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News: Analysis & Commentary: NONPROFITS
IT'S OPEN SEASON ON NONPROFITS
They call it The Yuppie Y: eight gleaming floors of designer exercise machines, squash courts, an Olympic-size swimming pool, a virtual-reality golf course, and a multimedia Nautilus room right smack in the middle of downtown Washington. You can even get your Guccis polished while you work out. Down the block from the YMCA, editors at the National Geographic Society's posh headquarters stroll about lush gardens when they're not compiling the society's venerated magazine, mailed free to its 9 million members.
Welcome to the world of nonprofit organizations, where groups with a cause manage to do quite well, thank you, by profiting from their tax-exempt status. Internal Revenue Service figures show that from 1975 to 1990, the nonprofit sector grew from 6% of the gross domestic product to 10%, while revenues climbed 227%--more than four times as fast as the rest of the economy.
WHALE CHECKS. Behind the surge is clever marketing. To pull in dollars, nonprofit hospitals are establishing lucrative laboratories, nursing homes--even health clubs. Universities take in laundry from local restaurants. Museums open lavish shops selling designer ties. Environmental groups market affinity credit cards and bank checks imprinted with dolphins and whales.
Now, the spectacular success of nonprofits in the commercial arena is provoking a backlash from critics and new scrutiny from the federal government. The aim: to see if the organizations are abusing their tax-exempt status by hauling in big bucks that otherwise would go to taxpaying business competitors. Critics also are asking whether nonprofits are using their tax-free commercial revenue to lobby Congress for favorable legislation and more federal grants.
Not even the most powerful are exempt from the scrutiny. Senator Alan K. Simpson (R-Wyo.) held hearings on the giant 38 million-member American Association of Retired Persons on June 20. Simpson, who wants to tighten restrictions on tax-exempt enterprises, calls the AARP "America's most powerful sympathy-creating group." He blasted it for receiving $86 million in federal grants and for spending up to $36 million lobbying Congress for more aid for the elderly. Last year, more than half of the organization's annual revenue of $382 million came from the sale of goods and services such as insurance and pharmaceuticals, and much of that money escaped taxes.
The National Rifle Assn., one of the Clinton Administration's chief tormentors, also is under tough government scrutiny. The IRS is auditing the NRA to determine whether it used any of the tax-free $14 million from its profitable sideline activities--including magazine, gun, and insurance sales--to support the campaigns of politicians opposed to gun control and to lobby against gun restrictions.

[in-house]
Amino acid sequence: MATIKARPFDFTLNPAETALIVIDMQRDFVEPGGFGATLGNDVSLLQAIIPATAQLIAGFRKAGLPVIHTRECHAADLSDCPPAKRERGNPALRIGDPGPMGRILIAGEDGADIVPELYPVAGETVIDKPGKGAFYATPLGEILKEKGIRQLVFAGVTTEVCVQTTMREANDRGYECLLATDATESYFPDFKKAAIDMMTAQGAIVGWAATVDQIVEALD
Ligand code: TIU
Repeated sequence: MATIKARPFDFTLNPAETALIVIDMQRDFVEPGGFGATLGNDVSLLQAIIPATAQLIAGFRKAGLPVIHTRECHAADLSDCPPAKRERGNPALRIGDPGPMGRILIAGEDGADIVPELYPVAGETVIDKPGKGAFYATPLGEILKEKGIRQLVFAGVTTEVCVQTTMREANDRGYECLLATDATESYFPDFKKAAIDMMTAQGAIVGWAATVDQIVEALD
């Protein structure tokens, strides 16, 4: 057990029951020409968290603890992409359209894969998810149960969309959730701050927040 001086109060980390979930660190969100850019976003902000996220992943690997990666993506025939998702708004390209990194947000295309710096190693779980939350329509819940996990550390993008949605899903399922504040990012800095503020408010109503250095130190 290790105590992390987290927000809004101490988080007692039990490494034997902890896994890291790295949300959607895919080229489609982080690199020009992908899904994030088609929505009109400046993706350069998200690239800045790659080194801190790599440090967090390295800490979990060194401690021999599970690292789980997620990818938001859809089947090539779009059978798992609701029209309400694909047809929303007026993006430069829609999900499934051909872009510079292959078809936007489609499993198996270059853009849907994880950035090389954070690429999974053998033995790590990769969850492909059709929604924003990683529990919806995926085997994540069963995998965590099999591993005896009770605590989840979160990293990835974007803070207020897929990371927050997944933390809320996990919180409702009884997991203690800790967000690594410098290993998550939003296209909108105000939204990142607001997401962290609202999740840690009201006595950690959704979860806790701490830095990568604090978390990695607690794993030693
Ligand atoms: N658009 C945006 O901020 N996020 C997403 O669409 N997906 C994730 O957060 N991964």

Small businesses are pushing hard for further probes. Tax laws written in the 1950s were supposed to keep the playing field level for commercial businesses by taxing some of the nonprofits' take. But the rules haven't kept pace with the explosive growth in commercial activities. The General Accounting Office notes that 96% of charitable and social welfare groups now manage to avoid paying any taxes, even though 79% of their revenue is from commercial endeavors. That's because 501(c) organizations--generally educational, social welfare, religious, and charitable groups--aren't taxed on the sale of goods and services deemed "related" to a group's purpose.
NURSES IN NIKES? Thus, the National Capital YMCA pays no federal income taxes on revenue from its monthly dues, which run up to $98. Similarly, hospitals can call their fancy gyms "physical rehabilitation centers" and sell corporate memberships. "They use their tax-exempt status to offer added amenities like free towel service and `executive locker rooms,"' gripes Helen Durkin of the International Health, Racquet & Sportsclub Assn. "It's tough to compete with that."
The squeeze is on. The nation's 600,000 charitable groups, which receive 37% of their funding from government sources, are facing funding cutbacks from Washington's efforts to balance the budget. With pressure simultaneously mounting to modernize tax legislation dealing with nonprofits, life may never be so cozy again for the country's groups with a cause.
ARE THEY BUSINESSES?
AARP Half of its yearly revenue now comes from the sale of such services as insurance. Congressional critics are probing how the AARP uses the money.
NRA The IRS wants to know if the NRA uses any tax-free money generated by commercial activities to lobby against gun laws.
SIERRA CLUB The feds want to overturn a court decision classifying the sale of membership lists and its logo as nontaxable.
UNIVERSITIES The IRS is auditing membership fees for campus golf and athletic clubs.By Paul Magnusson in Washington